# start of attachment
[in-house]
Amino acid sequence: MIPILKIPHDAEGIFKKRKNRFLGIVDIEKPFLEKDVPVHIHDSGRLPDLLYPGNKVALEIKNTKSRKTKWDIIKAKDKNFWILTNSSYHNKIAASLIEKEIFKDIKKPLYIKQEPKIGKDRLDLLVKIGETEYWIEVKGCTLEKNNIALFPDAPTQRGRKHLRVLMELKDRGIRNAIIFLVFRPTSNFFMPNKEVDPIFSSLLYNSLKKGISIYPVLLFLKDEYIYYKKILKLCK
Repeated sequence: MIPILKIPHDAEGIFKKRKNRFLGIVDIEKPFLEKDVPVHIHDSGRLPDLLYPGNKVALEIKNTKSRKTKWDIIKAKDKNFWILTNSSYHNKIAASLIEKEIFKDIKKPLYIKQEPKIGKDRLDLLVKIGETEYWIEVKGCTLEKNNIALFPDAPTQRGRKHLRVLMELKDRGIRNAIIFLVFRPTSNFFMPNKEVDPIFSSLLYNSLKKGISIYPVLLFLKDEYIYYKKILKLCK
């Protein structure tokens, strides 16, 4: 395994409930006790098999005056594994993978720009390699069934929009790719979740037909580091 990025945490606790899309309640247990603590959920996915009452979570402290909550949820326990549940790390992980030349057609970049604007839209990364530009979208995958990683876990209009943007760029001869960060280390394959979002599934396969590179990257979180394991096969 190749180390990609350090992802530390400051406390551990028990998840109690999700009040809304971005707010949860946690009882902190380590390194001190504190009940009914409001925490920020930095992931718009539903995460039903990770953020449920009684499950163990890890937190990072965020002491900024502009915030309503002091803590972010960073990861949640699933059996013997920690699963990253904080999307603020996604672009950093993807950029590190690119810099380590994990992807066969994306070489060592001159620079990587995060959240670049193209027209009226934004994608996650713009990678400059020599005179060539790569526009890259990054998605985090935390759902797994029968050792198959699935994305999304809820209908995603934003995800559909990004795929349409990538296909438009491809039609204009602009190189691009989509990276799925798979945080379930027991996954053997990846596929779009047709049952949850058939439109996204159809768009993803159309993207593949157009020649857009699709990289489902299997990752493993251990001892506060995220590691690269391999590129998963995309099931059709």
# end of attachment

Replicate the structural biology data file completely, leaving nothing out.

[in-house]
Amino acid sequence: MIPILKIPHDAEGIFKKRKNRFLGIVDIEKPFLEKDVPVHIHDSGRLPDLLYPGNKVALEIKNTKSRKTKWDIIKAKDKNFWILTNSSYHNKIAASLIEKEIFKDIKKPLYIKQEPKIGKDRLDLLVKIGETEYWIEVKGCTLEKNNIALFPDAPTQRGRKHLRVLMELKDRGIRNAIIFLVFRPTSNFFMPNKEVDPIFSSLLYNSLKKGISIYPVLLFLKDEYIYYKKILKLCK
Repeated sequence: MIPILKIPHDAEGIFKKRKNRFLGIVDIEKPFLEKDVPVHIHDSGRLPDLLYPGNKVALEIKNTKSRKTKWDIIKAKDKNFWILTNSSYHNKIAASLIEKEIFKDIKKPLYIKQEPKIGKDRLDLLVKIGETEYWIEVKGCTLEKNNIALFPDAPTQRGRKHLRVLMELKDRGIRNAIIFLVFRPTSNFFMPNKEVDPIFSSLLYNSLKKGISIYPVLLFLKDEYIYYKKILKLCK
């Protein structure tokens, strides 16, 4: 395994409930006790098999005056594994993978720009390699069934929009790719979740037909580091 990025945490606790899309309640247990603590959920996915009452979570402290909550949820326990549940790390992980030349057609970049604007839209990364530009979208995958990683876990209009943007760029001869960060280390394959979002599934396969590179990257979180394991096969 190749180390990609350090992802530390400051406390551990028990998840109690999700009040809304971005707010949860946690009882902190380590390194001190504190009940009914409001925490920020930095992931718009539903995460039903990770953020449920009684499950163990890890937190990072965020002491900024502009915030309503002091803590972010960073990861949640699933059996013997920690699963990253904080999307603020996604672009950093993807950029590190690119810099380590994990992807066969994306070489060592001159620079990587995060959240670049193209027209009226934004994608996650713009990678400059020599005179060539790569526009890259990054998605985090935390759902797994029968050792198959699935994305999304809820209908995603934003995800559909990004795929349409990538296909438009491809039609204009602009190189691009989509990276799925798979945080379930027991996954053997990846596929779009047709049952949850058939439109996204159809768009993803159309993207593949157009020649857009699709990289489902299997990752493993251990001892506060995220590691690269391999590129998963995309099931059709």